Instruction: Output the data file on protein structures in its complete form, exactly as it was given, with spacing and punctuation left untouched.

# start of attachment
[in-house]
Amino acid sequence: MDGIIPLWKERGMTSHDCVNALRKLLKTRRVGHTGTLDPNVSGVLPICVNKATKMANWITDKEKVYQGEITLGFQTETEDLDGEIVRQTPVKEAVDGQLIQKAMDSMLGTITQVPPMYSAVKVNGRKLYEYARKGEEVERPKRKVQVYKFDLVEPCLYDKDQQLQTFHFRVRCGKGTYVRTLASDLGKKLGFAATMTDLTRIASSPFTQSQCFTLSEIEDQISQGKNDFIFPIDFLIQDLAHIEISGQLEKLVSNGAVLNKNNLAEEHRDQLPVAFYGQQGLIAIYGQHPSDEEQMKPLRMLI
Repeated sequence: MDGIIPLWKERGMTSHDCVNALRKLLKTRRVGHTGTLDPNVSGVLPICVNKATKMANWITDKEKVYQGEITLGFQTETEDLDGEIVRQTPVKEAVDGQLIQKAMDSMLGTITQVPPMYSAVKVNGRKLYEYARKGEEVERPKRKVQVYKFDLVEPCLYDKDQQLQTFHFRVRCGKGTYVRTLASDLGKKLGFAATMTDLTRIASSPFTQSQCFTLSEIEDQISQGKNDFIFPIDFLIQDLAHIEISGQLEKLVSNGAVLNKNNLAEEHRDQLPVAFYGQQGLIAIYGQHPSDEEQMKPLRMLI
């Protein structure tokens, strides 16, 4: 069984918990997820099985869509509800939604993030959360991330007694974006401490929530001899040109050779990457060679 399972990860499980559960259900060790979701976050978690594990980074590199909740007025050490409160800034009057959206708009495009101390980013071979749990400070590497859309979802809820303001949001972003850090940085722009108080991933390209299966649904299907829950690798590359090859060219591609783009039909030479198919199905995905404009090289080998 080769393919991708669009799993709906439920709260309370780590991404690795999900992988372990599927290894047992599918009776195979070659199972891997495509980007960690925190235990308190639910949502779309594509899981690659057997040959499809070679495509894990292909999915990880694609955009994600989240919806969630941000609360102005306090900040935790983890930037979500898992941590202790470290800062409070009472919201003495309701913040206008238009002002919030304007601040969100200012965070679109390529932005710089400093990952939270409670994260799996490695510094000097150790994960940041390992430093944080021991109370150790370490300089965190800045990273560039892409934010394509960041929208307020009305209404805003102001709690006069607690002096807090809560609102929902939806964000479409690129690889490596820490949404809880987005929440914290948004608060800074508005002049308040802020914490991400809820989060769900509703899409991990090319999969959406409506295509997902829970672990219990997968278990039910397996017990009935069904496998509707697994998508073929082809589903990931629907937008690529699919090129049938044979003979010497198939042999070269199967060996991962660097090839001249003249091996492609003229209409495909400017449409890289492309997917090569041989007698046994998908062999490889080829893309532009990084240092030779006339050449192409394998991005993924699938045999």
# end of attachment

[in-house]
Amino acid sequence: MDGIIPLWKERGMTSHDCVNALRKLLKTRRVGHTGTLDPNVSGVLPICVNKATKMANWITDKEKVYQGEITLGFQTETEDLDGEIVRQTPVKEAVDGQLIQKAMDSMLGTITQVPPMYSAVKVNGRKLYEYARKGEEVERPKRKVQVYKFDLVEPCLYDKDQQLQTFHFRVRCGKGTYVRTLASDLGKKLGFAATMTDLTRIASSPFTQSQCFTLSEIEDQISQGKNDFIFPIDFLIQDLAHIEISGQLEKLVSNGAVLNKNNLAEEHRDQLPVAFYGQQGLIAIYGQHPSDEEQMKPLRMLI
Repeated sequence: MDGIIPLWKERGMTSHDCVNALRKLLKTRRVGHTGTLDPNVSGVLPICVNKATKMANWITDKEKVYQGEITLGFQTETEDLDGEIVRQTPVKEAVDGQLIQKAMDSMLGTITQVPPMYSAVKVNGRKLYEYARKGEEVERPKRKVQVYKFDLVEPCLYDKDQQLQTFHFRVRCGKGTYVRTLASDLGKKLGFAATMTDLTRIASSPFTQSQCFTLSEIEDQISQGKNDFIFPIDFLIQDLAHIEISGQLEKLVSNGAVLNKNNLAEEHRDQLPVAFYGQQGLIAIYGQHPSDEEQMKPLRMLI
């Protein structure tokens, strides 16, 4: 069984918990997820099985869509509800939604993030959360991330007694974006401490929530001899040109050779990457060679 399972990860499980559960259900060790979701976050978690594990980074590199909740007025050490409160800034009057959206708009495009101390980013071979749990400070590497859309979802809820303001949001972003850090940085722009108080991933390209299966649904299907829950690798590359090859060219591609783009039909030479198919199905995905404009090289080998 080769393919991708669009799993709906439920709260309370780590991404690795999900992988372990599927290894047992599918009776195979070659199972891997495509980007960690925190235990308190639910949502779309594509899981690659057997040959499809070679495509894990292909999915990880694609955009994600989240919806969630941000609360102005306090900040935790983890930037979500898992941590202790470290800062409070009472919201003495309701913040206008238009002002919030304007601040969100200012965070679109390529932005710089400093990952939270409670994260799996490695510094000097150790994960940041390992430093944080021991109370150790370490300089965190800045990273560039892409934010394509960041929208307020009305209404805003102001709690006069607690002096807090809560609102929902939806964000479409690129690889490596820490949404809880987005929440914290948004608060800074508005002049308040802020914490991400809820989060769900509703899409991990090319999969959406409506295509997902829970672990219990997968278990039910397996017990009935069904496998509707697994998508073929082809589903990931629907937008690529699919090129049938044979003979010497198939042999070269199967060996991962660097090839001249003249091996492609003229209409495909400017449409890289492309997917090569041989007698046994998908062999490889080829893309532009990084240092030779006339050449192409394998991005993924699938045999």